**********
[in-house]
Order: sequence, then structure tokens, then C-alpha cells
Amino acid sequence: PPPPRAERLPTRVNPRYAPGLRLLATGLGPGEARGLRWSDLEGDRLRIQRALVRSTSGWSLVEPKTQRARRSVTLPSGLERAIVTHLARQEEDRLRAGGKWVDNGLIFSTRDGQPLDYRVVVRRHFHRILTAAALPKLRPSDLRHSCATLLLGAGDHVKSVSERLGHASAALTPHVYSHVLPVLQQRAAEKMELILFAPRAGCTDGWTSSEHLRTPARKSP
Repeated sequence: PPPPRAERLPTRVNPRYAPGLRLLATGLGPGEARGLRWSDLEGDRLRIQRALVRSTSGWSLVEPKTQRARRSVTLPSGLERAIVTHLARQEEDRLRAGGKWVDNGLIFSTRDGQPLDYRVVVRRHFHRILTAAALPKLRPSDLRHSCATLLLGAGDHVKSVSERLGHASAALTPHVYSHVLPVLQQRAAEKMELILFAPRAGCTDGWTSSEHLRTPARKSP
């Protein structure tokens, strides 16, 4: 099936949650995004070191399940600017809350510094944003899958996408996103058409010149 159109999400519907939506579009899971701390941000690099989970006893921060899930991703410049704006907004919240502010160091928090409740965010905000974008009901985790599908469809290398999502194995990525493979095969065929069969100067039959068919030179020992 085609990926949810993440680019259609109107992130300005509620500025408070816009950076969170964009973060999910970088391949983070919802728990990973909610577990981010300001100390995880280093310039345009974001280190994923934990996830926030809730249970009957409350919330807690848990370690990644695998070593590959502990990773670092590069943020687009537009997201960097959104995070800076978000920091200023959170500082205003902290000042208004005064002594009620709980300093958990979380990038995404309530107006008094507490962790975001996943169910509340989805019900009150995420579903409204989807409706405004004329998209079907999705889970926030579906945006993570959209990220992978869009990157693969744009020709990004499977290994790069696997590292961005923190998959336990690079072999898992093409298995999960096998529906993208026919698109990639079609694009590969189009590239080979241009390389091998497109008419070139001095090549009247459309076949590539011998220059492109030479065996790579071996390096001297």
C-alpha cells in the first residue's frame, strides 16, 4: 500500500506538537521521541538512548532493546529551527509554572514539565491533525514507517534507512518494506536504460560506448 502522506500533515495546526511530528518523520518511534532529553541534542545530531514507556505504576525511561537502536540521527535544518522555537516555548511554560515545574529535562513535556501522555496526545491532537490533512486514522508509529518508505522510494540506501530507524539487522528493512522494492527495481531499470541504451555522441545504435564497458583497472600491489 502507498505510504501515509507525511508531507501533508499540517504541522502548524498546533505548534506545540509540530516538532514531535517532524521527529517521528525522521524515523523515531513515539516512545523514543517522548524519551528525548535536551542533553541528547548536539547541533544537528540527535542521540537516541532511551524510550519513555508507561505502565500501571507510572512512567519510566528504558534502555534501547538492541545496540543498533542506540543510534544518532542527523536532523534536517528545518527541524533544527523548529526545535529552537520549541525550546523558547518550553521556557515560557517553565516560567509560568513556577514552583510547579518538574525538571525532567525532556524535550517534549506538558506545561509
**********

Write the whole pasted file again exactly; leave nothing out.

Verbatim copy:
[in-house]
Order: sequence, then structure tokens, then C-alpha cells
Amino acid sequence: PPPPRAERLPTRVNPRYAPGLRLLATGLGPGEARGLRWSDLEGDRLRIQRALVRSTSGWSLVEPKTQRARRSVTLPSGLERAIVTHLARQEEDRLRAGGKWVDNGLIFSTRDGQPLDYRVVVRRHFHRILTAAALPKLRPSDLRHSCATLLLGAGDHVKSVSERLGHASAALTPHVYSHVLPVLQQRAAEKMELILFAPRAGCTDGWTSSEHLRTPARKSP
Repeated sequence: PPPPRAERLPTRVNPRYAPGLRLLATGLGPGEARGLRWSDLEGDRLRIQRALVRSTSGWSLVEPKTQRARRSVTLPSGLERAIVTHLARQEEDRLRAGGKWVDNGLIFSTRDGQPLDYRVVVRRHFHRILTAAALPKLRPSDLRHSCATLLLGAGDHVKSVSERLGHASAALTPHVYSHVLPVLQQRAAEKMELILFAPRAGCTDGWTSSEHLRTPARKSP
């Protein structure tokens, strides 16, 4: 099936949650995004070191399940600017809350510094944003899958996408996103058409010149 159109999400519907939506579009899971701390941000690099989970006893921060899930991703410049704006907004919240502010160091928090409740965010905000974008009901985790599908469809290398999502194995990525493979095969065929069969100067039959068919030179020992 085609990926949810993440680019259609109107992130300005509620500025408070816009950076969170964009973060999910970088391949983070919802728990990973909610577990981010300001100390995880280093310039345009974001280190994923934990996830926030809730249970009957409350919330807690848990370690990644695998070593590959502990990773670092590069943020687009537009997201960097959104995070800076978000920091200023959170500082205003902290000042208004005064002594009620709980300093958990979380990038995404309530107006008094507490962790975001996943169910509340989805019900009150995420579903409204989807409706405004004329998209079907999705889970926030579906945006993570959209990220992978869009990157693969744009020709990004499977290994790069696997590292961005923190998959336990690079072999898992093409298995999960096998529906993208026919698109990639079609694009590969189009590239080979241009390389091998497109008419070139001095090549009247459309076949590539011998220059492109030479065996790579071996390096001297």
C-alpha cells in the first residue's frame, strides 16, 4: 500500500506538537521521541538512548532493546529551527509554572514539565491533525514507517534507512518494506536504460560506448 502522506500533515495546526511530528518523520518511534532529553541534542545530531514507556505504576525511561537502536540521527535544518522555537516555548511554560515545574529535562513535556501522555496526545491532537490533512486514522508509529518508505522510494540506501530507524539487522528493512522494492527495481531499470541504451555522441545504435564497458583497472600491489 502507498505510504501515509507525511508531507501533508499540517504541522502548524498546533505548534506545540509540530516538532514531535517532524521527529517521528525522521524515523523515531513515539516512545523514543517522548524519551528525548535536551542533553541528547548536539547541533544537528540527535542521540537516541532511551524510550519513555508507561505502565500501571507510572512512567519510566528504558534502555534501547538492541545496540543498533542506540543510534544518532542527523536532523534536517528545518527541524533544527523548529526545535529552537520549541525550546523558547518550553521556557515560557517553565516560567509560568513556577514552583510547579518538574525538571525532567525532556524535550517534549506538558506545561509